Working with Corporations for Grant Writing Success

Last time, we talked about some of the fine points of approaching private foundations for grant support. The main idea was that you need to know what the foundation wants. They have a focus, a guiding principle, some reason (usually passionately presented) for providing grant funds to schools and non-profits.

Likewise, corporations can be approached as you seek support for school projects that have been identified as necessary to solve local problems.

A great place to start, to maximize the possibility of success, is to join your local Chamber of Commerce. They periodically have events that bring merchants and business people together to showcase local success stories of businesses in the community. Another organization for business associations is SCORE, Service Corps of Retired Executives. These fine folks provide fledgling businesses with free advice and technical support as they set up shop in cities and towns. At the events you will be surprised at the big name companies represented among the participants. You’ll find yourself saying “I didn’t know xyz corporation had an office in town”. The company may have just a small office downtown that is lost inside a big building, but it is their way of multiplying their influence everywhere.

Like foundations (and there is often a link between the two), a corporate grants office is set up to take a stand on an issue of importance for company owners. There is often a private philanthropic wing of the company that is set up to do the same. You’ll hear people say “they’re just trying to avoid paying taxes”, but in truth, what’s the difference? The company can pay taxes and support community needs that way, or set up a foundation and have more control over the issues they support. Corporate grant funds are set aside tax free, but they are required to distribute a certain percentage of them each year. So, get in line, there’s no reason your school can’t be part of that distribution. Be patient, it may take a couple of years to put all the pieces in place, but it’s worth it.

Be sure your project is aligned to the company’s goals, and don’t try to morph your project into something they might fund. They will spot your attempts at being a pretzel, and the relationship will be soured for grant seasons to come. I used to set up a binder in my office with sections for the projects that were on our school radar, chapters set aside for needs we had identified from test scores for improvement. Then as I studied grants databases, I’d list the companies and foundations that had a local presence and had shown an interest in funding projects to address the needs represented by each chapter.

At risk of repeating earlier blogs, get to know the individuals in the companies that are responsible for running their philanthropic arm. Your Chamber of Commerce will help you here, knowing the president of the chamber, on a first name basis, was the single most valuable connection I had in my town (for fund raising purposes at least). A monthly lunch, on you, will go a long way to staying in touch with emerging events in the land of philanthropy.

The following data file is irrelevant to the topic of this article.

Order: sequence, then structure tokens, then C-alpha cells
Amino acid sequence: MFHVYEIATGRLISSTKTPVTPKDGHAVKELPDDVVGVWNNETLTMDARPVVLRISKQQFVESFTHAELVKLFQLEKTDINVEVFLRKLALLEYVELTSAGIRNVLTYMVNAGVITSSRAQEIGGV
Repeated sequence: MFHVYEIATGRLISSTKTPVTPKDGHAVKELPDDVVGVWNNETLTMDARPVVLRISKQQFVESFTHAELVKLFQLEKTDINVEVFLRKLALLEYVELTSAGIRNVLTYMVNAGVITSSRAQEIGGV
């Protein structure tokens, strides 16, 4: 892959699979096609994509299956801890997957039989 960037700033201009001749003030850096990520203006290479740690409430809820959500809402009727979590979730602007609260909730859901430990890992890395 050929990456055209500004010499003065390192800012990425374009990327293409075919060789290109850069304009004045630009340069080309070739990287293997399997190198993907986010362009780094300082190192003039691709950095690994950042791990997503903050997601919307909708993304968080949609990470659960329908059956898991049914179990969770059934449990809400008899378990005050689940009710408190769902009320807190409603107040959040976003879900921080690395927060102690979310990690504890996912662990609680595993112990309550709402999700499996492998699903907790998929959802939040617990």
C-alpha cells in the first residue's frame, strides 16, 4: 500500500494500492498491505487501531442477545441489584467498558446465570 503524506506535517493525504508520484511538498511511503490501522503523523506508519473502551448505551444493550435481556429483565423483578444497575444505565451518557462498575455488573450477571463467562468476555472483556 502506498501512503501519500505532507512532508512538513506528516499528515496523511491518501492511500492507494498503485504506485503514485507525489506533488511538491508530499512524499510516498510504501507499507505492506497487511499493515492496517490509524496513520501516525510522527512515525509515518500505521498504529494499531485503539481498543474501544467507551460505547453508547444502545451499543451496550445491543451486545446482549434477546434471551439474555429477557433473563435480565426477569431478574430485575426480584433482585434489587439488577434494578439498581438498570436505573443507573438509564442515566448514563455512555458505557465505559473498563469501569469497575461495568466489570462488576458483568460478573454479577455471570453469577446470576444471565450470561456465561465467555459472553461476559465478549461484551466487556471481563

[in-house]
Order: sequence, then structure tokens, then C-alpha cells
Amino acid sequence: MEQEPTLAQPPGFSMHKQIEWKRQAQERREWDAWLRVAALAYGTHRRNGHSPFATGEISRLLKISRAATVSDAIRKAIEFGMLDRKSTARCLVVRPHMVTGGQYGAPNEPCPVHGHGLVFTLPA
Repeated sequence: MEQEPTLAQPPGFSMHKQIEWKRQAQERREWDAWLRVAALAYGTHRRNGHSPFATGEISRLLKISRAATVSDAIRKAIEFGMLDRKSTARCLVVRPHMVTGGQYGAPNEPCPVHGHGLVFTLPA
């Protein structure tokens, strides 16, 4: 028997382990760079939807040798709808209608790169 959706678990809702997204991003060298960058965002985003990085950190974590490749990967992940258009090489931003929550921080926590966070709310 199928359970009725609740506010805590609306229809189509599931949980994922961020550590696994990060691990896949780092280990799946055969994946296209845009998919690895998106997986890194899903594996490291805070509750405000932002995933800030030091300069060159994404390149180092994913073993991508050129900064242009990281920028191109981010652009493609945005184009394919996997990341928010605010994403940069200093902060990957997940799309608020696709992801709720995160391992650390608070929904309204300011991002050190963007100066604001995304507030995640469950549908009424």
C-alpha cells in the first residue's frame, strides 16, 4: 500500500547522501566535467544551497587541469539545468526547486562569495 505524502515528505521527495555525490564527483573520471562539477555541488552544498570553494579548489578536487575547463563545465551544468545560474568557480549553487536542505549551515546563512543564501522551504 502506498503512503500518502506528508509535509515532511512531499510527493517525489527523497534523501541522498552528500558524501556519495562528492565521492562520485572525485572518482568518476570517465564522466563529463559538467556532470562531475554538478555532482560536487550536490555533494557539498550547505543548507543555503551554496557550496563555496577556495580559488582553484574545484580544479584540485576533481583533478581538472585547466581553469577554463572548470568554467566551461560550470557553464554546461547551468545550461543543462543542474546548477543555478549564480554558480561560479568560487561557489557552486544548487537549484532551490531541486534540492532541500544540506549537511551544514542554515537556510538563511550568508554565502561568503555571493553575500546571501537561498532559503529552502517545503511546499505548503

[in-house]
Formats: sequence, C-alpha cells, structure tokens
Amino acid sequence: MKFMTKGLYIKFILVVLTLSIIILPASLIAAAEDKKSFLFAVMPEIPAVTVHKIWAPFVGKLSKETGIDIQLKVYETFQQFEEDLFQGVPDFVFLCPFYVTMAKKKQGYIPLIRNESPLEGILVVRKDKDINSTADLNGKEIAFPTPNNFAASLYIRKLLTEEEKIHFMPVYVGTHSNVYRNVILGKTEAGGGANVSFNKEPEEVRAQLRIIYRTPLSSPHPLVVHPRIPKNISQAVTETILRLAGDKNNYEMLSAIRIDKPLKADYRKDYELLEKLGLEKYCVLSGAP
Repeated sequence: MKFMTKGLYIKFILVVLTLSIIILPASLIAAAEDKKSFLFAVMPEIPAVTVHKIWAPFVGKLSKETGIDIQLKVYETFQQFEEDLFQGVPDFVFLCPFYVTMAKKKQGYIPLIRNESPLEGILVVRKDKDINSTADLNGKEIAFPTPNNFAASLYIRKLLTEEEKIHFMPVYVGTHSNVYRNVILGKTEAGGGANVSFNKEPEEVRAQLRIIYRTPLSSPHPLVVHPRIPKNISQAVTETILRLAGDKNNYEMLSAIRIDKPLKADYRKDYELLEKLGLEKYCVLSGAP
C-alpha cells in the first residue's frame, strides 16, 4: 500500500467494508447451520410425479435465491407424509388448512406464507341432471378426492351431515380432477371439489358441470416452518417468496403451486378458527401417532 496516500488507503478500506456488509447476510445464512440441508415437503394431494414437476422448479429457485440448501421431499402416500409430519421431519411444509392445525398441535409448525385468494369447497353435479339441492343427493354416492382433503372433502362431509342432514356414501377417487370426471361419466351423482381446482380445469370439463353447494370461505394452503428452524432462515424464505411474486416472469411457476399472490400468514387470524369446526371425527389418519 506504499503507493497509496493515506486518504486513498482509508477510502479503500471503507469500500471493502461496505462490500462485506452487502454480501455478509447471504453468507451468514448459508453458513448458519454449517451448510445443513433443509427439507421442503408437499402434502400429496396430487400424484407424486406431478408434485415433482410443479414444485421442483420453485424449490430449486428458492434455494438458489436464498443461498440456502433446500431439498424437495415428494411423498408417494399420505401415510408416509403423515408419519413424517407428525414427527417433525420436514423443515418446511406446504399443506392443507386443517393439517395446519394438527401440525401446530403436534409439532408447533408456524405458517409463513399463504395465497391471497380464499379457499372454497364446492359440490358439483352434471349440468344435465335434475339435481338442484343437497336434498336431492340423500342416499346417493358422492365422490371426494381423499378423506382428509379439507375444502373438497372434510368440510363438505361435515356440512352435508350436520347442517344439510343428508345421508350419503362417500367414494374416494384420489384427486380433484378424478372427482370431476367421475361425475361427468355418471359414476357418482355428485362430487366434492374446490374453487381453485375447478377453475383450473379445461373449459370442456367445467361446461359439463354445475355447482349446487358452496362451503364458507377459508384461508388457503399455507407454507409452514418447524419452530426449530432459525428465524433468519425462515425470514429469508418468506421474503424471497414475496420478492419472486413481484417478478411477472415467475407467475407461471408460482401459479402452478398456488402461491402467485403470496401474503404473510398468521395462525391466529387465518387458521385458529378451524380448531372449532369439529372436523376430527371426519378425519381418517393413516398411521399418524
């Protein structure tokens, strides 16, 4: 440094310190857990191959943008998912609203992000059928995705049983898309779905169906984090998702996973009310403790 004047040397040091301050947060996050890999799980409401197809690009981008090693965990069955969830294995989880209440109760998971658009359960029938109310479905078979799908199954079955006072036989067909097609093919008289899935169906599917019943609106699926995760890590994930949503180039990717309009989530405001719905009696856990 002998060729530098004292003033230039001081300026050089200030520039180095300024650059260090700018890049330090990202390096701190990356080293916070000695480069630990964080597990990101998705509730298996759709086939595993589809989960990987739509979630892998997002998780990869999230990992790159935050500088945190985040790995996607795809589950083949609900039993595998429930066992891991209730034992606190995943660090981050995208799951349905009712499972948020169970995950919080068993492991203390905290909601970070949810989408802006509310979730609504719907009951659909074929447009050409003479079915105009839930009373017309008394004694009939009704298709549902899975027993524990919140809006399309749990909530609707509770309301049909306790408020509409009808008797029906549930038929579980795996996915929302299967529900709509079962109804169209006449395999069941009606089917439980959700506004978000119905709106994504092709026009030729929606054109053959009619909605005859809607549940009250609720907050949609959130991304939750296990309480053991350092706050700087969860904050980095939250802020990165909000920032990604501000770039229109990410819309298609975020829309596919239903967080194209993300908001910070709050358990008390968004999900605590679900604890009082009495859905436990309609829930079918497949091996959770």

Align yourself with nearby cities and towns. Some of the best grant programs we launched were in partnership with a local big city school district. Our local schools became “satellites” for some of the most robust and effective projects we had initiated.

Read the Wall Street Journal and get to know reporters on your town newspaper. The reporters are relentlessly tuned in to what’s going on in local board rooms. Find out which reporter covers business news and invite her to your school to show off good works. This has the added benefit of allowing you to toot your own horn, it’s important to do, no matter how distasteful that might seem. Your school deserves good press, if you don’t want your name involved, turn the spotlight on your principal or teacher who is organizing the program, then step back with a satisfied smile, you are orchestrating something really good here, good for you.

Show this blog to your principal and others on planning committees in your district. Use it as a springboard for having an “event” or open house, where community members can come to your school and see what’s going on.

Let us know about lessons you learn as you venture out into the world of grants.


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About Neva Fenno

Neva Fenno, M.S.Ed., MLIS, has been a special education teacher, school library media specialist, curriculum specialist and grants manager for several urban school districts in New York and Massachusetts for 30 years. As grants manager for 7 years, she managed up to $28,000,000 a year in federal, state, foundation and corporate grants from application through fiscal administration. She has hundreds of stories to tell, not all successes, but from each story there is a lesson to be learned.

4 thoughts on “Working with Corporations for Grant Writing Success

  1. Neva Fenno Post author

    Hello Rona, sorry about that. I have updated the information on the post.
    Please let me know if you need anything else.

  2. June

    I am interested in getting a grant writer for my organization. We provide STEM Education for children K-12. I don’t have a clue where to start.


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